After drought, fires and floods … Rachel Ward films her farming revolution

Rachel's Farm is an inspirational story of how regenerative farming is ‘the most hopeful response to climate change’.

Actor and film director Rachel Ward is better known for her body of work in front of the camera and forging a Hollywood career, famously starring in The Thorn Birds and marrying Australian Bryan Brown.

But what may be her most important contribution to film yet is her feature-length documentary, Rachel’s Farm, which raises the acute issues surrounding farm practices and the move by many smaller commercial farms to regenerative farming.

Ward’s passion came from a deep belief that things had to change on the family farm on the mid-New South Wales north coast in the Nambucca Valley that she and Brown, 76, had bought in 1986.

After years of drought, bushfires, fluctuating incomes, overgrazing, pesticides and chemical fertilisers, Ward realised that conventional farming was unsustainable.

It became her cause celebre.

‘Galvanised to take action’

“With the very pressing realities of climate change and a new grandson I was galvanised to take meaningful action with not only the way I farmed but, as a filmmaker how I could employ my skills to spread the word about the most hopeful response to climate change that I had ever encountered,” Ward, who shares three children with Brown (Rosie, Matilda and Joe) tells The New Daily.

Ward’s fight to address climate change has become the ‘most pressing concern’ of her lifetime. Photo: Madman Films

After the 2019-20 bushfires, which decimated 1.5 million hectares of land across NSW and Victoria – including the fences, trees, soil integrity and pastures on their 121-hectare property – Ward had reached a fork in the road.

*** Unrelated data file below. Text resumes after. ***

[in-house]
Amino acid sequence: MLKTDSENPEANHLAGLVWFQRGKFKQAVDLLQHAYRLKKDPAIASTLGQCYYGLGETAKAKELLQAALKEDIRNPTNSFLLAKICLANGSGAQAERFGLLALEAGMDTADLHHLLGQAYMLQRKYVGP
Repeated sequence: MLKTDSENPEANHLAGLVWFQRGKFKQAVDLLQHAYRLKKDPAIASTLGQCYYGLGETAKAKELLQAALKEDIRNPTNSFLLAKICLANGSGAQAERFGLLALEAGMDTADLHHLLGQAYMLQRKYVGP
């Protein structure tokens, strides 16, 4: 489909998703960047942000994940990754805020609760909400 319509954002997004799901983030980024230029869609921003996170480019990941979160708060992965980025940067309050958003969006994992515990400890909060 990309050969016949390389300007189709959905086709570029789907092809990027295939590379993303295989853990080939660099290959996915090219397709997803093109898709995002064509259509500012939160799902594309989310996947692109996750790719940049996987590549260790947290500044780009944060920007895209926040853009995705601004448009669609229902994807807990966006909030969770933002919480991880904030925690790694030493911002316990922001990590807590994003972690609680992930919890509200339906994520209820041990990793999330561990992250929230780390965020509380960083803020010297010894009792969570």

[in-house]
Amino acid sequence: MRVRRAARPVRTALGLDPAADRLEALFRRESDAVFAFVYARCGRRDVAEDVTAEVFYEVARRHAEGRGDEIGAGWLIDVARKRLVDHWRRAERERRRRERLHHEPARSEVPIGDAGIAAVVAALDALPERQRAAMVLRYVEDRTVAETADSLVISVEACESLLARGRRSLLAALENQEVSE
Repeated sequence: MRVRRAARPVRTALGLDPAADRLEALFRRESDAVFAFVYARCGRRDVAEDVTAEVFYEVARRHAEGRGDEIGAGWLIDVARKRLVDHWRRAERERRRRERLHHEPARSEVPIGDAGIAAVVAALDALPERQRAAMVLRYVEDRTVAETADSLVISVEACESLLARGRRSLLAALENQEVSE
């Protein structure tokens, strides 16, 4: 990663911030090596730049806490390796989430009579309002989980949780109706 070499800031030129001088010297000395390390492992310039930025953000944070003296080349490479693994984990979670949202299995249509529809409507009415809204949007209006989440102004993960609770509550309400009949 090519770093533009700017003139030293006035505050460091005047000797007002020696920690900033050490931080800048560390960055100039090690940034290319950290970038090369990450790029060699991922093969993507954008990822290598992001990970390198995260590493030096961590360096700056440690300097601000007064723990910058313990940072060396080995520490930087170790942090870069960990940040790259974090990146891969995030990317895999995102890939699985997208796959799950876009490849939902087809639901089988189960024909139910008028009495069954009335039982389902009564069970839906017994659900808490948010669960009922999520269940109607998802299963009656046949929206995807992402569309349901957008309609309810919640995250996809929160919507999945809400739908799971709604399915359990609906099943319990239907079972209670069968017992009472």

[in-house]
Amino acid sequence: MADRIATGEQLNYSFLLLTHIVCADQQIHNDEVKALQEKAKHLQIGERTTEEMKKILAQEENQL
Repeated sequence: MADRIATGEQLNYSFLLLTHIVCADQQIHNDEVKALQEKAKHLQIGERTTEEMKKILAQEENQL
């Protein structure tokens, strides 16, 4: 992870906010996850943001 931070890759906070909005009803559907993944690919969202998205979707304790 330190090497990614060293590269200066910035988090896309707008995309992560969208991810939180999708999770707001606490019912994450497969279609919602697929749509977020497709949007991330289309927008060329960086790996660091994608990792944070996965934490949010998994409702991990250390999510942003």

It was time to act.

“I hit a wall in the summer of 2019-20 when, after a three-year drought which forced me to buy feed, then sell half my herd, I was surrounded by the Black Summer fire.

“I lost all my fencing and my faith in any miracle arriving to save our country from destruction.”

A bigger story

Reluctantly, but cleverly, the way to tell the story about how they needed to change everything about farming was putting herself, her story in front of the camera.

Make it personal.

“I resisted that to begin with,” she reveals.

“I didn’t want it to me about me … I was enamoured by the earlier doctors of regenerative farming and read Charles Massy’s book, Call of the Reed Warbler, and wanted to meet those farmers … see the pictures between the health and sickness of “over the fence” [farms].

“I wanted to learn from them … but it has to be a personal story … so I went kicking and screaming to start with because I didn’t think I knew enough.

“But in the end that was the point … I don’t know enough.”

The miracle arrived.

Although the film introduces us to the beauty of their idyllic rural family retreat, where their kids ran around with horses, chickens and cows, the reality of commercial – and sustainable – farming eventually reared its head.

At the age of 60, she joined forces with her neighbour and farm manager Mick Green, and together the pair go on a risky experiment to see if they can change the quality of their soils, their pastures and how they manage their cattle amid rising temperatures on a shared 340 hectares.

They were told the soil was dead – no insects, dung beetles or worms – and no native grasses. Heavy rain washed away top soils, and a clay base underneath was a bad sign.

Regenerative farming